Published November 2, 2010
Ambassadors Preparatory Academy is participating in Project V.O.T.E., or Voters of Tomorrow through Education, a mock election sponsored by the office of the Texas Secretary of State Office, to allow students to voice their support for one of the gubernatorial candidates.
The importance of the coming elections was brought home by the recent on-campus elections for student council.
The morning focus period was regaled by the spectacle of lively electoral speeches by the students in which the student candidates, dressed to the nines, addressed the student body. Student candidates even solicited classmates to form an entourage to garner votes for certain student council positions among an atmosphere of political signs and posters and, sometimes, a culinary incentive for prospective voters in the form of cookies or other treats.
As those elections ended, the students were asked to continue their democratic zeal by turning to a study of the leading candidates for the governorship of Texas.
Beginning with the major candidates, Bill White and Rick Perry, but still including those lesser known like Deb Shafto for the Green Party and Kathie Glass for the Libertarians, the students have developed a portfolio of the candidates’ stands on the major issues, including education, the economy, health care and border security.
Periodically, both teachers and students present points of view and show political advertisements for all candidates.
The coming elections are particularly important for Ambassadors Preparatory Academy because the students who want to present an example of why participation matters to area voters.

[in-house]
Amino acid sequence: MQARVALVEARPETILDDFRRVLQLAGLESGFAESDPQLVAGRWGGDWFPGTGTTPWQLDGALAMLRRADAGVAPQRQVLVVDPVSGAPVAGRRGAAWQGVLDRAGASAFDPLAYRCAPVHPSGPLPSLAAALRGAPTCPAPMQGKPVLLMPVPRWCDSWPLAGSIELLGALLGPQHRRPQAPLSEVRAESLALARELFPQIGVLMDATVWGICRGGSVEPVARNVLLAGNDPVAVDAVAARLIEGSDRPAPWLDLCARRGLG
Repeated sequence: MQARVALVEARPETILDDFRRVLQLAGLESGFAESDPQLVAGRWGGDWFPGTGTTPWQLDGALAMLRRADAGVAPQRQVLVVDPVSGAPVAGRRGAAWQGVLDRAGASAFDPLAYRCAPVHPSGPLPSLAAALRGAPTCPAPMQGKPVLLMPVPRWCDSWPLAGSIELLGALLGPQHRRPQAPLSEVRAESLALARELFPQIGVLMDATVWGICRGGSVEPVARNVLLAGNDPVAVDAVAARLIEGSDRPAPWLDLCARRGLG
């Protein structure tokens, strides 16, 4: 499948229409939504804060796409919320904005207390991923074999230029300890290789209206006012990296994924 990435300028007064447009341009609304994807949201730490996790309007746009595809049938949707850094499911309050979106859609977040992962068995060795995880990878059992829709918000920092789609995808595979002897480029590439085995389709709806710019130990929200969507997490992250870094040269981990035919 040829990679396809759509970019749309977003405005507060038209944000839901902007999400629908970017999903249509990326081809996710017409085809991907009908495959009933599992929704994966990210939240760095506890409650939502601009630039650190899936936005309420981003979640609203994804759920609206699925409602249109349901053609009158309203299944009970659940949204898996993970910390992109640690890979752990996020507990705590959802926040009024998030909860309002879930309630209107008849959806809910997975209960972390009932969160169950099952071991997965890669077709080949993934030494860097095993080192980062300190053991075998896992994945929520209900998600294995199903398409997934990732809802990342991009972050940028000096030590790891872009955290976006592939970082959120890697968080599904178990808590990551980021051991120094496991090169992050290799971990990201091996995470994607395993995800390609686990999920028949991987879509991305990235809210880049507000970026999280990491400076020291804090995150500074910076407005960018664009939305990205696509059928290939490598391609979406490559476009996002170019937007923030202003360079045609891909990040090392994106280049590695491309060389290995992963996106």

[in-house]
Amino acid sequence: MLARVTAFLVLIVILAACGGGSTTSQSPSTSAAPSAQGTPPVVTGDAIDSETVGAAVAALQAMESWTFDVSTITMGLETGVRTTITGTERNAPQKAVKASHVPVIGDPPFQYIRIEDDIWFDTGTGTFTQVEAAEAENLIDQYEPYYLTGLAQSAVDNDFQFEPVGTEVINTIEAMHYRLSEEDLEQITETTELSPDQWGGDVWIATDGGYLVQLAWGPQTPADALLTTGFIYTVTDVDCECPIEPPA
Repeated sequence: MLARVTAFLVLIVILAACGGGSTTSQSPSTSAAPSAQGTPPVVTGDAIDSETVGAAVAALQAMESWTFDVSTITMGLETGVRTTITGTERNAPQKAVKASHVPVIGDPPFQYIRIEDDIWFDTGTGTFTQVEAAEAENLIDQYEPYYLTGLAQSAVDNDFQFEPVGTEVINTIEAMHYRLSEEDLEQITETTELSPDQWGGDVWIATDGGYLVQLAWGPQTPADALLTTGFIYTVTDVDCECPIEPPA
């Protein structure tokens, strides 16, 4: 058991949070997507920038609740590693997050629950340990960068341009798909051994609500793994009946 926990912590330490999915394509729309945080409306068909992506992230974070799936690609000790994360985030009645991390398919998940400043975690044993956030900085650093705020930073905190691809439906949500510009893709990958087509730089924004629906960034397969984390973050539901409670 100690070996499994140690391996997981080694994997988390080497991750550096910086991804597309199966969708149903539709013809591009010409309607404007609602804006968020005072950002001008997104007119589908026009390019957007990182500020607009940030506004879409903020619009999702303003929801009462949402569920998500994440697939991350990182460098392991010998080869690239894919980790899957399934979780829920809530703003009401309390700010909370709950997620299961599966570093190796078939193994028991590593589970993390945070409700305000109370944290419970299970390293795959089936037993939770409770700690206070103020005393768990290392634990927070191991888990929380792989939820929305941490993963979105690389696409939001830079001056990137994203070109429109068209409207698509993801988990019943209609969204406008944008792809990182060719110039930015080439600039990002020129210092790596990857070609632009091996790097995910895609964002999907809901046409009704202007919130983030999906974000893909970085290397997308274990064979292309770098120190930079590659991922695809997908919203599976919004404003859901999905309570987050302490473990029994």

Social studies is a subject that helps students understand the development and importance of democracy in contemporary times. One example at Ambassadors Preparatory Academy was a discussion of the totalitarianism of the North Korean regime. That lesson gained a new reality for the students when Ovidiu Manolache, the Romanian doctoral student who serves as music teacher for the school, was able to relate his own experience as a child growing up in a communist system.
Experiential learning has been shown repeatedly to be the most effective form of teaching for information retention. The students at Ambassadors Preparatory Academy must bring their own voter registration card to be able to vote. This small detail reinforces the difficulties many of our ancestors had just trying to become registered voters.
Being a responsible voter also brings home the fact that, in today’s world, it is important to become a good citizen. As it states in the “Character Counts” pledge recited by the students each day: “I will always act with fairness. I will show that I care. I will be a good citizen and always do my share.”
Part of good citizenship is to be an informed person who voices an opinion by practicing that most fundamental civil right — the right to vote. Ambassadors Preparatory Academy students will reinforce that basic truth and retain that critical information through the experience of the current mock election. It is the students’ sincere hope they can provide the example of active participation needed by all adult citizens today.
Paul Richards is a social studies and math teacher at Ambassadors Preparatory Academy.